What is the connection between stress and hormones? How could examining your childhood help you to lower your high stress levels?
Nicole LePera, author of How to Do the Work, wants everyone to become more conscious of how childhood conditioning impacts mental and physical health. In her book, she aims to teach you how to develop positive patterns that improve your well-being by decreasing stress.
Keep reading to find out the link between stress, hormones, and a dysfunctional childhood, according to LePera.
A Dysfunctional Childhood, Stress, and Hormones
Automatically engaging in defensive patterns you learned in childhood risks increasing your stress levels and damaging your health. LePera claims that the stress hormones you released during emotional distress as a child trained your subconscious mind to categorize many safe situations as threatening and misinterpret your environment. As a result of the stress and hormones, it now perceives threats where there are none and keeps your body in a heightened state of stress that damages your health.
She explains that each time your subconscious mind perceives a threat, it reacts as if you’re in physical danger and allocates resources to help return you to safety—by releasing stress hormones that provide a burst of energy and prepare your body to fight, take flight, or freeze. Reacting to real physical danger burns through these stress hormones and leaves no trace of them in your body. However, since the threats your subconscious mind prepares you for rarely put you in physical danger, these stress hormones don’t get used up, and instead, they linger in your body.
(Shortform note: We’ve already established how your subconscious mind relied on your childhood emotions to identify what types of situations pose a threat. Further, research reveals that your subconscious mind makes decisions about how you choose to feel or act before your conscious mind even perceives the need to make a decision. This means that your subconscious mind reacts to threats before you get a chance to consciously assess them. For example, your fear of dogs as a child made your subconscious mind categorize all dogs as threats. And, even if you’ve consciously decided that most dogs are safe, you’ll still feel the rush of stress hormones each time you see one.)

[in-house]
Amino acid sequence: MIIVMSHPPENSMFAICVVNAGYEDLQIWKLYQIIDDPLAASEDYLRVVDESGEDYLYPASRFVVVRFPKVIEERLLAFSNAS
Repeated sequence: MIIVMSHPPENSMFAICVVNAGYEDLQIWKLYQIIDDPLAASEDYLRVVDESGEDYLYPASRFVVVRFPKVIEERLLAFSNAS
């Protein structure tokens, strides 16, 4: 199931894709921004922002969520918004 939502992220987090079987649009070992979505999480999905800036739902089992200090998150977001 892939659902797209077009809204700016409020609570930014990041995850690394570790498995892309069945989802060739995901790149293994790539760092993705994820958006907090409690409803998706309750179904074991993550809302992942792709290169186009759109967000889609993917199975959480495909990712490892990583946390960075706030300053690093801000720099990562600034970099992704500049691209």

The more often your subconscious mind perceives threats, the more these stress hormones accumulate in your system and interfere with your body’s ability to regulate itself and maintain a state of balance. LePera argues that this imbalance contributes to a number of emotional, psychological, and physical symptoms:
- Emotional: Mood swings; feelings of anxiety, rage, or panic
- Psychological: Confused or overwhelming thoughts that make it difficult to think rationally or engage with others
- Physical: Digestion issues, autoimmune disorders, chronic fatigue, muscle tension or aches, insomnia or nightmares, and migraines
|How Stress Hormones Damage Your Mental and Physical Health|
Research validates LePera’s claim that chronic stress creates an accumulation of stress hormones, and these hormones contribute to numerous mental and physical symptoms. Chronic stress affects your:
– Hormones: Leads to increased heart rate and high blood pressure
– Immune system: Makes you more vulnerable to illnesses and infections
– Sleep: Prevents your mind from relaxing
– Brain: Increases cognitive decline
– Digestion: Damages your gut (indigestion, vomiting, constipation)
Additionally, stress compels you to act irrationally: When you feel stress, your amygdala acts as if you’re in danger—it ensures that you respond automatically to threats by inhibiting the thinking part of your brain (the hippocampus). This makes it difficult for you to think objectively about what you’re experiencing—thus leading to irrational responses.
Continuing with the preceding example, while you consciously know that most dogs are safe, you’re unable to access the part of your brain that holds this knowledge. As a result, you give in to your instinctive fear and automatically carry out your “irrational” defensive pattern. This behavior is irrational because you consciously know that there’s nothing to fear.